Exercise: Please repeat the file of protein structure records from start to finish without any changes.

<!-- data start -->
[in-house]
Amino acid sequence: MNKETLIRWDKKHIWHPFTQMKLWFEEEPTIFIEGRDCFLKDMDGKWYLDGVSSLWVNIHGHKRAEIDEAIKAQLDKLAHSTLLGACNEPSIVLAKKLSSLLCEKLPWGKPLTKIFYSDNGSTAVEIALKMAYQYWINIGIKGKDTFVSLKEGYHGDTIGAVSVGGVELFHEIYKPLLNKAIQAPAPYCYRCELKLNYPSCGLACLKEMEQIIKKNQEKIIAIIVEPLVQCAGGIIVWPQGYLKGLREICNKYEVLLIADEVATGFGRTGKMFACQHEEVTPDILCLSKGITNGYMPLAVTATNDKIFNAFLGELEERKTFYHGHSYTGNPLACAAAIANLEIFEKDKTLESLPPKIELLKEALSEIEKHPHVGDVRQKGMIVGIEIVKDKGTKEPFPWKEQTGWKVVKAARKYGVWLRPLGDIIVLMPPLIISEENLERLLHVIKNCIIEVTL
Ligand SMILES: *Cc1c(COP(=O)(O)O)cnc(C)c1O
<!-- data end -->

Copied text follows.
[in-house]
Amino acid sequence: MNKETLIRWDKKHIWHPFTQMKLWFEEEPTIFIEGRDCFLKDMDGKWYLDGVSSLWVNIHGHKRAEIDEAIKAQLDKLAHSTLLGACNEPSIVLAKKLSSLLCEKLPWGKPLTKIFYSDNGSTAVEIALKMAYQYWINIGIKGKDTFVSLKEGYHGDTIGAVSVGGVELFHEIYKPLLNKAIQAPAPYCYRCELKLNYPSCGLACLKEMEQIIKKNQEKIIAIIVEPLVQCAGGIIVWPQGYLKGLREICNKYEVLLIADEVATGFGRTGKMFACQHEEVTPDILCLSKGITNGYMPLAVTATNDKIFNAFLGELEERKTFYHGHSYTGNPLACAAAIANLEIFEKDKTLESLPPKIELLKEALSEIEKHPHVGDVRQKGMIVGIEIVKDKGTKEPFPWKEQTGWKVVKAARKYGVWLRPLGDIIVLMPPLIISEENLERLLHVIKNCIIEVTL
Ligand SMILES: *Cc1c(COP(=O)(O)O)cnc(C)c1O